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Re: Well Behaved RDF - Taming Blank Nodes, etc.

From: Enrico Franconi <franconi@inf.unibz.it>
Date: Wed, 12 Dec 2012 21:35:16 +0100
Cc: Pat Hayes <phayes@ihmc.us>, semantic-web <semantic-web@w3.org>
Message-Id: <8F268190-A3EC-4074-9211-698C0E21ADA7@inf.unibz.it>
To: David Booth <david@dbooth.org>

On 12 Dec 2012, at 20:09, David Booth <david@dbooth.org> wrote:

> But according to
> http://web.ing.puc.cl/~marenas/publications/iswc11.pdf
> the vast majority of RDF documents (over 98% of their samples) use blank
> nodes in non-problematic ways.  (I.e., they contain no blank node
> cycles, and thus do not cause the graph isomorphism complexity problem.)
> At present the many applications that process RDF have to pay for the
> sins of those (very) few RDF graphs that use blank nodes in problematic
> ways.
> 
> Actually, it would be interesting to examine whether those <2% of graphs
> that did have blank node cycles really needed them.  My suspicion is
> that the authors could have simply minted a few URIs to break those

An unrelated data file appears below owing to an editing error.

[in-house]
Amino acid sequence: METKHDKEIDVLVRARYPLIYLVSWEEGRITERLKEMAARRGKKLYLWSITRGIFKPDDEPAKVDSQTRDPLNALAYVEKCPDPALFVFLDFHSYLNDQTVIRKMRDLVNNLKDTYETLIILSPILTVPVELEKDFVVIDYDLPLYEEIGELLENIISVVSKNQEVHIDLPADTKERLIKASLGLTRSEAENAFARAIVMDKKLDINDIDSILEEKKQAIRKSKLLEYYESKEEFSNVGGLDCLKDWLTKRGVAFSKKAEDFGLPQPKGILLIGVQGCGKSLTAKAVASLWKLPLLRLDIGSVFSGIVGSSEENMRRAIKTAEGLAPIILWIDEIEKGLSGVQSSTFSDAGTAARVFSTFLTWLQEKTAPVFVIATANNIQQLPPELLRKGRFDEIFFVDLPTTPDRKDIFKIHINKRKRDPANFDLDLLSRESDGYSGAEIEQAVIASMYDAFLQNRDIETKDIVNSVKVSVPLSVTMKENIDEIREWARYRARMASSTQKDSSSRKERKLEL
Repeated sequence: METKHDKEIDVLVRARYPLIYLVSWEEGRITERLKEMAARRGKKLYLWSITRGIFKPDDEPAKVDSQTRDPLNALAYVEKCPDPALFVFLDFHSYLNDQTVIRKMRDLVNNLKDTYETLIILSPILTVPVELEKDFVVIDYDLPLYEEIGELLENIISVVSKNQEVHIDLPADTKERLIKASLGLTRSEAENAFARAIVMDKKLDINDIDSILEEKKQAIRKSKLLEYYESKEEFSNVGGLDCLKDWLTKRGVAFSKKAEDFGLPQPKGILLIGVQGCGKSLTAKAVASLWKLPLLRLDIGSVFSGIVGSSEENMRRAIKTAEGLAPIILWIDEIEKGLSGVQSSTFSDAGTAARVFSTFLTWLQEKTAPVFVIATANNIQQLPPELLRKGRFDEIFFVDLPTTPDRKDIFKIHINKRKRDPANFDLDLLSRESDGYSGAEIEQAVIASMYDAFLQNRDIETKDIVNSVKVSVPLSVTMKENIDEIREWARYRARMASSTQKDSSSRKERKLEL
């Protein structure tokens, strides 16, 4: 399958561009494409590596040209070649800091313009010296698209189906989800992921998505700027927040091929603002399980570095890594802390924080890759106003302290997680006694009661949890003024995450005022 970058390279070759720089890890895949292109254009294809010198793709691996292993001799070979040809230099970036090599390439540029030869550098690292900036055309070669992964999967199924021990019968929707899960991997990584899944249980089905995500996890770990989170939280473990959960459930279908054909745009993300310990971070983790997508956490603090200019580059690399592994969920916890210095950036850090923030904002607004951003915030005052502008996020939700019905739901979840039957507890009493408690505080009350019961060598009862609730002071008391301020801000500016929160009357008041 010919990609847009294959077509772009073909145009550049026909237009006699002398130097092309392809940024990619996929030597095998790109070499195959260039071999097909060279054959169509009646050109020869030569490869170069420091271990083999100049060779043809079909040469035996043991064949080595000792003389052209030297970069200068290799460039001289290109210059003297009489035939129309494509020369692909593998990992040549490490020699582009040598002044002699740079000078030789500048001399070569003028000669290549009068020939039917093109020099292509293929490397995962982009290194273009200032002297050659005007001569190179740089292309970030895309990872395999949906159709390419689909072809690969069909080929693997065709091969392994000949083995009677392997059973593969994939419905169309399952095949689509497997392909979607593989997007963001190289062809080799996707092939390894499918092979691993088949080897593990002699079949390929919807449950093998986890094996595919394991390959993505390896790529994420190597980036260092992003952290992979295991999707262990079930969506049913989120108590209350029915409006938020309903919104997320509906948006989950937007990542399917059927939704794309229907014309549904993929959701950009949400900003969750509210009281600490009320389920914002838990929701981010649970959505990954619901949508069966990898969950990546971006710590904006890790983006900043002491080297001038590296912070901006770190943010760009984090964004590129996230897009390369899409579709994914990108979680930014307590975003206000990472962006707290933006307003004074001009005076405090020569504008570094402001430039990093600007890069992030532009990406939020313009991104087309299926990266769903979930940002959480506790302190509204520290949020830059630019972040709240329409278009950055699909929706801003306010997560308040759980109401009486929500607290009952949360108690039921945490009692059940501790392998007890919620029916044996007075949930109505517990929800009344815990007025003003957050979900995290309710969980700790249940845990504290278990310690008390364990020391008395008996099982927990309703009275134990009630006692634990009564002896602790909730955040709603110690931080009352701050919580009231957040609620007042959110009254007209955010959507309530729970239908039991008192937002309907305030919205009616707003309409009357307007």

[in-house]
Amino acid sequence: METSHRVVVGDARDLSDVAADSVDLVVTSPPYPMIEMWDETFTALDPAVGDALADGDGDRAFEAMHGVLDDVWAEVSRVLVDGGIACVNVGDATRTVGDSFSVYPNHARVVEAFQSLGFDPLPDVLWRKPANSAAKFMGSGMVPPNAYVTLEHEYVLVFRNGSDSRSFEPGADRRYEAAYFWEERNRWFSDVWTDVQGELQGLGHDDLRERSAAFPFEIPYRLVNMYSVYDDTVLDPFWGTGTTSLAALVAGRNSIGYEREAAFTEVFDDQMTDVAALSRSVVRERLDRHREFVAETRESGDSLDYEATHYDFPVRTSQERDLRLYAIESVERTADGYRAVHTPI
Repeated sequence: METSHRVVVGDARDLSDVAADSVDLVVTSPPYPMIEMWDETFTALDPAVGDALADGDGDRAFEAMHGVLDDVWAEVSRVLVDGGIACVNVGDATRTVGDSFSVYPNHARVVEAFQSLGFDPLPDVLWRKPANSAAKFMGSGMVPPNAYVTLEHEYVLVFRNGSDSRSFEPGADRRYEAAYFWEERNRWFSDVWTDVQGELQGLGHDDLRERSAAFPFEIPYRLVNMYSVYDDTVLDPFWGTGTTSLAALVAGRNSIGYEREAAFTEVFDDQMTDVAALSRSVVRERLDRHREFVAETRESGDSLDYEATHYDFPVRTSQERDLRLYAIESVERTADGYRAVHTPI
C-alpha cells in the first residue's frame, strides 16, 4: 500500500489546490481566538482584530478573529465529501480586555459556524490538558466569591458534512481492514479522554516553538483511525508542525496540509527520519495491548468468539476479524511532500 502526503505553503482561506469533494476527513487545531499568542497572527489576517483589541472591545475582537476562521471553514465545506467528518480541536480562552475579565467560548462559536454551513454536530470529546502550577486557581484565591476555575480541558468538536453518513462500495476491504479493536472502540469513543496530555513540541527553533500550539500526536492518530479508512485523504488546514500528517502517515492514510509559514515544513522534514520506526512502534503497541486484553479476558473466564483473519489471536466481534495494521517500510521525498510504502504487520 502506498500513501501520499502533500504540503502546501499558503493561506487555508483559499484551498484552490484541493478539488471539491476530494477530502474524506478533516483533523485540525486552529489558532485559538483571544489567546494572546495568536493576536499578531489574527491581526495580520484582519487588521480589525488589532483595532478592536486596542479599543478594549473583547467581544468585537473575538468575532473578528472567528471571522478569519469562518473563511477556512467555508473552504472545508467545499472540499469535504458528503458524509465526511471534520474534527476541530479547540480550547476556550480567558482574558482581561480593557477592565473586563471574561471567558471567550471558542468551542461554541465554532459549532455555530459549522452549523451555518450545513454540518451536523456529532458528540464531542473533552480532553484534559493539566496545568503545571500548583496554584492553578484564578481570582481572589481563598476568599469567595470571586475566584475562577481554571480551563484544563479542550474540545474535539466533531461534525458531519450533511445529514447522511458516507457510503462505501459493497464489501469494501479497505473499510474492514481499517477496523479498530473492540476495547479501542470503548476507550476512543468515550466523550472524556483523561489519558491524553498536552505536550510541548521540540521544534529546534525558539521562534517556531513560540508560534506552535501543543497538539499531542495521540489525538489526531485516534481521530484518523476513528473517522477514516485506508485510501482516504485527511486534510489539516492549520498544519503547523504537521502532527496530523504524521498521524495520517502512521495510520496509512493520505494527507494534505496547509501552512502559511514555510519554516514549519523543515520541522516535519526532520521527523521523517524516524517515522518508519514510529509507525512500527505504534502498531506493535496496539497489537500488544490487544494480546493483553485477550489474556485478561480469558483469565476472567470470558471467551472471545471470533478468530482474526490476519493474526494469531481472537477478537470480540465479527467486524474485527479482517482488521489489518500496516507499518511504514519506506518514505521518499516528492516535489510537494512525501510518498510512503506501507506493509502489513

> blank node cycles and turn them into non-problematic blank node trees.
> In the nearly 4 million RDF documents Mallea, Arenas, Hogan, and
> Polleres examined, the maximum blank node treewidth they found was 7,
> which I think (though a graph theory expert would have to confirm) that
> only 6 URIs would have to have been minted to turn it into a tree.

My suspicion (also compatible with the experimental data) is that people are using RDF to na´vely implement an "object model". I believe that RDF is not used in its full power simply because people are not used to model directly with a relation-based language, where bnode-cycles would be more natural.
Is this good? Probably not, since if we actually need an object model then we could go back to Corba :-) [just kidding].
Technically speaking, the idea to simplify RDF by disallowing bnode-cycles is appealing.

cheers
--e.
Received on Wednesday, 12 December 2012 20:35:51 UTC

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